My point today is that you do not need to leave these habits behind once the calendar reads December 1st. Sure, heave a large sigh of relief, pat yourself on the back, and share your accomplishment with your friends and family. Then, sit down and get to work. Figure out how your are going to do things going forward. What about your NaNo experience worked for you? What did not?

Which of the habits that you formed can you continue over the long run? Perhaps you need to set your goal not at 50,000, but at 20,000 words a month. Even keeping up that pace, that’s 220,000 words for the other eleven months of the year for a grand total of 270,000 words a year. That’s enough for several novels! (Unless you are an aspiring Robert Jordan or Brandon Sanderson.)

Good luck getting the finish line, my friends. But don’t make it the end, but rather the starting line for what the rest of your writing year is going to be.

 

Bio

Michael Young is the author of the fantasy, supernatural series Age of Archangels and co-author of the action, sci-fi collaboration Cardinal Directions. Other works include The Canticle Prelude and its sequel The Frozen Globe.

Both are available for sale through Amazon (eBook and paperback) and BigWorldNetwork (audio).

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Thanks for stopping by. I hope you enjoyed Michael’s pep talk and got pumped to stay–well pumped. 🙂 Don’t forget: Finish strong and keep going strong. See you all at the end of the race. 🙂

Pep Talk by Paula Flumerfelt

Happy Thanksgiving everyone! Gobble down that turkey, potato salad, and stuffing, the end of the race is right around the corner. What will await you? Here is one author’s story of what happened after she hit that 50,000 word mark.


A Pep Talk by Paula Flumerfelt

All success starts somewhere. It stems from a seed of confidence that gets planted and nurtured through some act. As a writer, I think that it often comes with finishing your first manuscript. You sit down and write until your fingers are going to fall off, and when you are done, you have something you created with your own two hands. NaNoWriMo is a great way to start that process.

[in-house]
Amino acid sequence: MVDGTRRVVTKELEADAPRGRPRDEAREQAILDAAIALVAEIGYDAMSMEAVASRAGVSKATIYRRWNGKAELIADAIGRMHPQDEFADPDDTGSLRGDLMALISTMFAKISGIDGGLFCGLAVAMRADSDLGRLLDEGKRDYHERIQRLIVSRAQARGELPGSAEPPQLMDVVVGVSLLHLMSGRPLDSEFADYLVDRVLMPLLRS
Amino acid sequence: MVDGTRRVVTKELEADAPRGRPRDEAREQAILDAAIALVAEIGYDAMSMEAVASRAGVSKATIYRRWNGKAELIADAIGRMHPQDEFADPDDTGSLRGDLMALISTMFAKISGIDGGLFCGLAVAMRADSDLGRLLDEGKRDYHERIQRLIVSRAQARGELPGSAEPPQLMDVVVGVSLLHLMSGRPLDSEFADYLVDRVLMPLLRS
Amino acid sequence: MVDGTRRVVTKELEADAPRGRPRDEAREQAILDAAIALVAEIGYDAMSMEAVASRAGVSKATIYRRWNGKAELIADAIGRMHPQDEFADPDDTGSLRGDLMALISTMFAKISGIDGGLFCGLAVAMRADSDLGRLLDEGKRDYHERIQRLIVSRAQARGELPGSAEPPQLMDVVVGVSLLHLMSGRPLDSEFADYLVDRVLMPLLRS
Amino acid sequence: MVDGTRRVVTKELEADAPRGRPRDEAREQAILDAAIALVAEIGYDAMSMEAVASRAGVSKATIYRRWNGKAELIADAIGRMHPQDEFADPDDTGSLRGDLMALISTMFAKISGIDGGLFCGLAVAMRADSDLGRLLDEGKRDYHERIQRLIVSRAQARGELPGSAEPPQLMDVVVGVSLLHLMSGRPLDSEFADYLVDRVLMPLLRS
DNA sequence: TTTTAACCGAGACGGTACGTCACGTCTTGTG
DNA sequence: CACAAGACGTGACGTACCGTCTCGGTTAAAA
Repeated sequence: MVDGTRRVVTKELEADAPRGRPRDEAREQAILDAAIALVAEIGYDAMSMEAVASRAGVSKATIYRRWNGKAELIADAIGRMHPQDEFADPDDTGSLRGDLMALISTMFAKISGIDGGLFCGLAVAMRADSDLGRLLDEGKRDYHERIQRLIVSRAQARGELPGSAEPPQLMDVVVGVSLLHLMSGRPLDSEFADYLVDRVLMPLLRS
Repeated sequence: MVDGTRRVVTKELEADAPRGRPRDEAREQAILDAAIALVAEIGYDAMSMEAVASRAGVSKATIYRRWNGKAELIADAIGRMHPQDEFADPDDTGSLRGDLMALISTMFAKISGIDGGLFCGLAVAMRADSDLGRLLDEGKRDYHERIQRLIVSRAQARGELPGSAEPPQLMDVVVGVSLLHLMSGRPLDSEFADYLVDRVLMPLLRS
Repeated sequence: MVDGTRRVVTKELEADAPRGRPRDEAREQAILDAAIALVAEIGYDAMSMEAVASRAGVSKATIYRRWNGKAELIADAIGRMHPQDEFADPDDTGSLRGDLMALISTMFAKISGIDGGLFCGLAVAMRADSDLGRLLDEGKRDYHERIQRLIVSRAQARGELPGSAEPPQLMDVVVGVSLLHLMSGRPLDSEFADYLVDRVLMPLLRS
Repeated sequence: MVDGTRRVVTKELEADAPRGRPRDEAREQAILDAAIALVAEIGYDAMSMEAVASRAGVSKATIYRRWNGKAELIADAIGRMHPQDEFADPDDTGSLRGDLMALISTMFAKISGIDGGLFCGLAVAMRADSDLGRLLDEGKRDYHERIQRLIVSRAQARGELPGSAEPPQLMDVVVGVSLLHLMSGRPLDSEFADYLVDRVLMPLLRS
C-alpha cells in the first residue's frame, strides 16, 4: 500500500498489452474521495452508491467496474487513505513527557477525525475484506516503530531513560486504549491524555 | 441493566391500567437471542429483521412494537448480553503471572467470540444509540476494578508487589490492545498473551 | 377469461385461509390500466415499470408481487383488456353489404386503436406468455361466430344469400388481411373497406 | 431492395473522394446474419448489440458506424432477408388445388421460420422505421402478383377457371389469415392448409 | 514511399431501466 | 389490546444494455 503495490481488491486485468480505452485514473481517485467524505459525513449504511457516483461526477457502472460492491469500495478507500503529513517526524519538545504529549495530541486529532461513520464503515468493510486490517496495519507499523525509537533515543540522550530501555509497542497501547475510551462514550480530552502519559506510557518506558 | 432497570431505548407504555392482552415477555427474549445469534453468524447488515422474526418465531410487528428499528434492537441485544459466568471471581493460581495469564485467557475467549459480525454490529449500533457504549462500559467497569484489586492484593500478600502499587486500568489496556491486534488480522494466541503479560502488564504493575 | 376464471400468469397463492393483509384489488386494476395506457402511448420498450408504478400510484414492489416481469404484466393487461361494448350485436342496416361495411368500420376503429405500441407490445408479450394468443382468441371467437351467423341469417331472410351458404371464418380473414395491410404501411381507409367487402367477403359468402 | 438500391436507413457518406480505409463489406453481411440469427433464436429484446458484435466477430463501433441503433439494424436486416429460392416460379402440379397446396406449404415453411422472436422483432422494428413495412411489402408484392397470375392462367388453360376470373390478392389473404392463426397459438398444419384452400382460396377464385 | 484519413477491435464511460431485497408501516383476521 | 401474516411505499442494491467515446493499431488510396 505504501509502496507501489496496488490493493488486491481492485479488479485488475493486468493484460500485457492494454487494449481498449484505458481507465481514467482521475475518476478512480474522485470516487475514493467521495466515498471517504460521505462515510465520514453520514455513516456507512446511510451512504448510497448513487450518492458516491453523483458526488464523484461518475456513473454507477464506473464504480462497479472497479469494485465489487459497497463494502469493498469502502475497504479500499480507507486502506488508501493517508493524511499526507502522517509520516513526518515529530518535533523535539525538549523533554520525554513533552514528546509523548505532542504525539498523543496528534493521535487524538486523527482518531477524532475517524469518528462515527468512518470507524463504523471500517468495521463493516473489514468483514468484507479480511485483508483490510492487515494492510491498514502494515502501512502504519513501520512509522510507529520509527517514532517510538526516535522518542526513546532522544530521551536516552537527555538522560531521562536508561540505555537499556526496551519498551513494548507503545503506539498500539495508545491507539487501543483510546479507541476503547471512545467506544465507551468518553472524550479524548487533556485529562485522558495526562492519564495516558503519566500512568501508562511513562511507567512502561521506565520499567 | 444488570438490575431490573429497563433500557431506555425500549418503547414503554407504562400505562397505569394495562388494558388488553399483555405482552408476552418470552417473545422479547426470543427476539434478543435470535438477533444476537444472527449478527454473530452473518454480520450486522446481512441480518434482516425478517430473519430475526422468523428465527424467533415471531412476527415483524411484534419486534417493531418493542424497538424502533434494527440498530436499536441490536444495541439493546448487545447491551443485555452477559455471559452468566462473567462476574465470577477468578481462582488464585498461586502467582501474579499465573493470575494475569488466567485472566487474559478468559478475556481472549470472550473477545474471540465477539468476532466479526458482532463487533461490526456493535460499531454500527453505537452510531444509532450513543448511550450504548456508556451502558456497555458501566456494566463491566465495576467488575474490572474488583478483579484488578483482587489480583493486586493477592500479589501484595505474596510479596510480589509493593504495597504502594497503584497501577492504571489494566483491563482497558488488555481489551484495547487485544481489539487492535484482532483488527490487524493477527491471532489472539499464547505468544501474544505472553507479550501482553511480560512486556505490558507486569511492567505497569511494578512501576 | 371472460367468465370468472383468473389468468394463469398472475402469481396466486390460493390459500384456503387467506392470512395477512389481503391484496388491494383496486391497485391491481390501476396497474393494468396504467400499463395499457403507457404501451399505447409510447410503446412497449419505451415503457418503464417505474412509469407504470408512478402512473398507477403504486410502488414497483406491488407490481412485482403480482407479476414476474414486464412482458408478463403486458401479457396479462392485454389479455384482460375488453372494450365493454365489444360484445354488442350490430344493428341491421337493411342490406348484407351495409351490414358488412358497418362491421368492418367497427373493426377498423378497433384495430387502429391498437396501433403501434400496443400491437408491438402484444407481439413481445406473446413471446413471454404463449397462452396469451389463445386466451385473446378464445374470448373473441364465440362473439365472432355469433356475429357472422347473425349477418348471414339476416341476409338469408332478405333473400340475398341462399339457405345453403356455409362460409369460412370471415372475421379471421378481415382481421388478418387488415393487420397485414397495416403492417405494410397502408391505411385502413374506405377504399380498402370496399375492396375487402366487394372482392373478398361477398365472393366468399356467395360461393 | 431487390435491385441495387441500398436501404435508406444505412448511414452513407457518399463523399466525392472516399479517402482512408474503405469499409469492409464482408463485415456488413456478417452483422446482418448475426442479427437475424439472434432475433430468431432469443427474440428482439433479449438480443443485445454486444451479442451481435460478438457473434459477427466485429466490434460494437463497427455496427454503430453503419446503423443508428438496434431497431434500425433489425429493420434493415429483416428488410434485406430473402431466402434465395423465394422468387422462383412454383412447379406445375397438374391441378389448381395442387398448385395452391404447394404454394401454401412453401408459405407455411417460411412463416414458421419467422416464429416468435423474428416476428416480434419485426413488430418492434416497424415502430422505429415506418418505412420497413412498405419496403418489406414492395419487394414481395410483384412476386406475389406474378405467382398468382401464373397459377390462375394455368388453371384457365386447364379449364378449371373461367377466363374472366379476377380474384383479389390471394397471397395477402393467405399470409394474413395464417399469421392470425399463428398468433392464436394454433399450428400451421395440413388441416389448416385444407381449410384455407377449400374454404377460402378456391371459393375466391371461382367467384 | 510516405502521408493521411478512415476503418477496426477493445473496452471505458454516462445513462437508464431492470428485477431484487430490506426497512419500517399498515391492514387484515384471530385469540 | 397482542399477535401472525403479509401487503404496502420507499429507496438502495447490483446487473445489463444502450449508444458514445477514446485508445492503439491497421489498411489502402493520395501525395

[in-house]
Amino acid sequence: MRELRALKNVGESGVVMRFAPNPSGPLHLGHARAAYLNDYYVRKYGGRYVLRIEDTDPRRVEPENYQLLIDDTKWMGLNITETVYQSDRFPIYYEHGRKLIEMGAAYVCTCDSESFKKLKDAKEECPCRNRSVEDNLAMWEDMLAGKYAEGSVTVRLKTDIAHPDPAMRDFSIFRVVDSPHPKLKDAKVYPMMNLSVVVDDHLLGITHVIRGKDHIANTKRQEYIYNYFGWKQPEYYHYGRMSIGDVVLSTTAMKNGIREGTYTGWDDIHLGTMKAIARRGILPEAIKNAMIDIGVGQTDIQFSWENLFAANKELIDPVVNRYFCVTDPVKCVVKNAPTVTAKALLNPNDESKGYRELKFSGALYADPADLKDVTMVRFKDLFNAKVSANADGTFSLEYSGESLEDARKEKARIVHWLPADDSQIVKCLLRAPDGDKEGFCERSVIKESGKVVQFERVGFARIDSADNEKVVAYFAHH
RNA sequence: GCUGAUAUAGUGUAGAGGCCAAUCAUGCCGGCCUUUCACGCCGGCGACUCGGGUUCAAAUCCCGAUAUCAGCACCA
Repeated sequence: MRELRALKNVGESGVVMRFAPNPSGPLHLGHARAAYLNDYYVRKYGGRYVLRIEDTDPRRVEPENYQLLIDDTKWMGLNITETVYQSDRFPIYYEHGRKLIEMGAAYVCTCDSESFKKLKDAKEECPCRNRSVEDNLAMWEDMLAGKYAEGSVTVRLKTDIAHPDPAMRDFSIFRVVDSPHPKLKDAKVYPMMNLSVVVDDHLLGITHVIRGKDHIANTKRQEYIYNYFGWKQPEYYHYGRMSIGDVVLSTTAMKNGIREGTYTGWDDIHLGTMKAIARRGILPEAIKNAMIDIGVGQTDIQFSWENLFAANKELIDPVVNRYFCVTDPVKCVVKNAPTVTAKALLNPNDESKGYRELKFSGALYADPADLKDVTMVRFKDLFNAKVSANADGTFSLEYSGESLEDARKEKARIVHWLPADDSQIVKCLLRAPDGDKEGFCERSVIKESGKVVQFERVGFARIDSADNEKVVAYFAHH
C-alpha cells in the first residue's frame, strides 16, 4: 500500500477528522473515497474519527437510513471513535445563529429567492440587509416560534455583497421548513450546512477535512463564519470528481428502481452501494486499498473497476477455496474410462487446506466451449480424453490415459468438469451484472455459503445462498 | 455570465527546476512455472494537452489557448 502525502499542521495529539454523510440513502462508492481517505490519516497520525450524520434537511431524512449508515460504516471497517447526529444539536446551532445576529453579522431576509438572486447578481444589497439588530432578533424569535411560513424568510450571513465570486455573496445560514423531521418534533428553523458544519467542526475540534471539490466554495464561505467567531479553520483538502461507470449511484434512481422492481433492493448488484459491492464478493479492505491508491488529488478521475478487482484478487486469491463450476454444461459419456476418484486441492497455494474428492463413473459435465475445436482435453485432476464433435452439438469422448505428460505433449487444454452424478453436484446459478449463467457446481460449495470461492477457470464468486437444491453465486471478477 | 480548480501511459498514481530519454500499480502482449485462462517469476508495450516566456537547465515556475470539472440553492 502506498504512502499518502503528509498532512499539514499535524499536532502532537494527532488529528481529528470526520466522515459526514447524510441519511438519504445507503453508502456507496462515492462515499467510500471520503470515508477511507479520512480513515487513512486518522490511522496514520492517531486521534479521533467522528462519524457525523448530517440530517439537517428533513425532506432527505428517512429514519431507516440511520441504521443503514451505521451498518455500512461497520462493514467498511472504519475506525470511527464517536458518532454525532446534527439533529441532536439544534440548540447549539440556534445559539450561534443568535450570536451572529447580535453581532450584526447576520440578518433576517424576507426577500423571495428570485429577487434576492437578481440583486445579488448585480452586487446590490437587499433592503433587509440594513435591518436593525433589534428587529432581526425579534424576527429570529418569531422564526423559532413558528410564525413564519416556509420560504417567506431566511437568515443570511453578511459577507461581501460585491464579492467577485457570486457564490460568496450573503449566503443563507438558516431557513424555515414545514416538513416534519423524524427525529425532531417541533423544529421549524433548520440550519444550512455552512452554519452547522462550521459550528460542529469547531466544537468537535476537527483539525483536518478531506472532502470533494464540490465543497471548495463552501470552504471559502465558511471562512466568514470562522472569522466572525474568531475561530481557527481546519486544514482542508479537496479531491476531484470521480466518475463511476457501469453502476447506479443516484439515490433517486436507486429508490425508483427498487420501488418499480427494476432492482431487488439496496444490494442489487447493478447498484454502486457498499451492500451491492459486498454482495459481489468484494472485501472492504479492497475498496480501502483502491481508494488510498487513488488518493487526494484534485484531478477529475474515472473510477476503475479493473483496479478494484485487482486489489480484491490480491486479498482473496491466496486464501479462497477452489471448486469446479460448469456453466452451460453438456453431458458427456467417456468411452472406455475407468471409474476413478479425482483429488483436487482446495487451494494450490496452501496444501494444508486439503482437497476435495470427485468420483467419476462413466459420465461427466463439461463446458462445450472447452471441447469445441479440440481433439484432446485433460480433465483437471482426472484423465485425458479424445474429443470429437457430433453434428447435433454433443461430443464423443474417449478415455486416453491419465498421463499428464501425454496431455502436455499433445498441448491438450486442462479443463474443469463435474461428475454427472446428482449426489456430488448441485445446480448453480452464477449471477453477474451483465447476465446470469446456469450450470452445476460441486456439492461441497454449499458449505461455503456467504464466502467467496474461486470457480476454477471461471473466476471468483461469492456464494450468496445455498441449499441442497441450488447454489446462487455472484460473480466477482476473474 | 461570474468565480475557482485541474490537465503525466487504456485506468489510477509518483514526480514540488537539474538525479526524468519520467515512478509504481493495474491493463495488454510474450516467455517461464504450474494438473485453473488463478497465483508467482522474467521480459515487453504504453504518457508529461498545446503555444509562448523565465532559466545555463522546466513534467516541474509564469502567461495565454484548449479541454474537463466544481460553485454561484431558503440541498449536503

National Novel Writing Month is a challenge to write 50,000 words in one month. That’s over two thousand words a day. It requires making a plan…and being willing to let it all go. You have to write with abandon, finding that inspiration and making it soar. It’s the best way to get yourself started, because even if you don’t finish the whole fifty thousand words, you still have something. And as we all know, starting is the hardest.

But the bigger story is after you finish NaNoWriMo, or maybe even your whole manuscript, what do you do now? We all dream of being a publish author, of making it big and never working a day job again. The problem is that usually it doesn’t work out that way. Usually you edit your manuscript yourself and then you submit it here and there and everywhere. Then you wait. But what if no one responds?

Well, then you are where I was. I have completed NaNoWriMo four years in a row, written two books, and am ready to start the third. But I didn’t get picked up by Penguin or Random House or anywhere else. I ended up self-publishing my first book on the Kindle, and then joining a writing website, BigWorldNetwork.com.

MathieuI finished Mathieu, my first book, just out of high school. And naturally when I finished the book (which I believed was the next Harry Potter), and couldn’t get it published, I was devastated. I wanted to give up writing at that point, to say ‘forget this’. It was a woman named Amanda who helped me move past it. I started reading one of her stories, Incubus, on BigWorldNetwork, which began to inspire me. It was emotional, well written, and for some reason I felt connected to it as a writer. So I started looking around the website her story was posted on weekly, and found an area to submit my writing.

I was still guarded about Mathieu, because after all, if no one wanted to publish it, how good could it have been? So I submitted another writing sample, and lo-and-behold, if Amanda wasn’t the person who replied to my email. I was immediately star-struck that an author I had begun to really love was reading my material, and talking to me about it. Telling me that the website wanted to take on my series.